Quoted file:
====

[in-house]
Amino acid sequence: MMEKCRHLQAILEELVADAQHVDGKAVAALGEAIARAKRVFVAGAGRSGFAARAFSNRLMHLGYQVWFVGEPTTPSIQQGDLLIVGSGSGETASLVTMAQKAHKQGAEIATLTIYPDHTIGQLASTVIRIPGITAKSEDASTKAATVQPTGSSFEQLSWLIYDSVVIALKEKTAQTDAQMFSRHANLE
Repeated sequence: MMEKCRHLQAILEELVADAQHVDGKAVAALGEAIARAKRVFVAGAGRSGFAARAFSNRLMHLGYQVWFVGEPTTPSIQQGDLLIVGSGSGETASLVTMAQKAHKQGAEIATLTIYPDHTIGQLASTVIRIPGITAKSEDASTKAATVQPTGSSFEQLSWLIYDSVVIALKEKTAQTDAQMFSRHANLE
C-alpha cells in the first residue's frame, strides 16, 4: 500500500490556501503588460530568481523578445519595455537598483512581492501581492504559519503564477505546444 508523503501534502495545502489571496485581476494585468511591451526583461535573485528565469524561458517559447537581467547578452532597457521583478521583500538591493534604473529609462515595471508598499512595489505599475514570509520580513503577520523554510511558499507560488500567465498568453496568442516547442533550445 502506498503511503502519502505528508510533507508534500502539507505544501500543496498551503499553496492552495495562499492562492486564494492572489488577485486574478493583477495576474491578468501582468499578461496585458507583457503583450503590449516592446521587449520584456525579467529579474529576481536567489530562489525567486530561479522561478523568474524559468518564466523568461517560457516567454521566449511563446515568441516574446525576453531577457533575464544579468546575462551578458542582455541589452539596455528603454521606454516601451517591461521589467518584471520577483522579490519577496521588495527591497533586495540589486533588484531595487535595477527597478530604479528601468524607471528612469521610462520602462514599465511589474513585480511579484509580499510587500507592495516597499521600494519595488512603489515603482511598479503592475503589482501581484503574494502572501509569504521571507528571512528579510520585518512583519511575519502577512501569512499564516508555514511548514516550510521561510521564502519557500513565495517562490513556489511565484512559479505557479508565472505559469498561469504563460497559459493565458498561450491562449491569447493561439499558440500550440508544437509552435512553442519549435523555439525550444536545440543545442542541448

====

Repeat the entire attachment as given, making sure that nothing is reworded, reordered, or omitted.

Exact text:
[in-house]
Amino acid sequence: MMEKCRHLQAILEELVADAQHVDGKAVAALGEAIARAKRVFVAGAGRSGFAARAFSNRLMHLGYQVWFVGEPTTPSIQQGDLLIVGSGSGETASLVTMAQKAHKQGAEIATLTIYPDHTIGQLASTVIRIPGITAKSEDASTKAATVQPTGSSFEQLSWLIYDSVVIALKEKTAQTDAQMFSRHANLE
Repeated sequence: MMEKCRHLQAILEELVADAQHVDGKAVAALGEAIARAKRVFVAGAGRSGFAARAFSNRLMHLGYQVWFVGEPTTPSIQQGDLLIVGSGSGETASLVTMAQKAHKQGAEIATLTIYPDHTIGQLASTVIRIPGITAKSEDASTKAATVQPTGSSFEQLSWLIYDSVVIALKEKTAQTDAQMFSRHANLE
C-alpha cells in the first residue's frame, strides 16, 4: 500500500490556501503588460530568481523578445519595455537598483512581492501581492504559519503564477505546444 508523503501534502495545502489571496485581476494585468511591451526583461535573485528565469524561458517559447537581467547578452532597457521583478521583500538591493534604473529609462515595471508598499512595489505599475514570509520580513503577520523554510511558499507560488500567465498568453496568442516547442533550445 502506498503511503502519502505528508510533507508534500502539507505544501500543496498551503499553496492552495495562499492562492486564494492572489488577485486574478493583477495576474491578468501582468499578461496585458507583457503583450503590449516592446521587449520584456525579467529579474529576481536567489530562489525567486530561479522561478523568474524559468518564466523568461517560457516567454521566449511563446515568441516574446525576453531577457533575464544579468546575462551578458542582455541589452539596455528603454521606454516601451517591461521589467518584471520577483522579490519577496521588495527591497533586495540589486533588484531595487535595477527597478530604479528601468524607471528612469521610462520602462514599465511589474513585480511579484509580499510587500507592495516597499521600494519595488512603489515603482511598479503592475503589482501581484503574494502572501509569504521571507528571512528579510520585518512583519511575519502577512501569512499564516508555514511548514516550510521561510521564502519557500513565495517562490513556489511565484512559479505557479508565472505559469498561469504563460497559459493565458498561450491562449491569447493561439499558440500550440508544437509552435512553442519549435523555439525550444536545440543545442542541448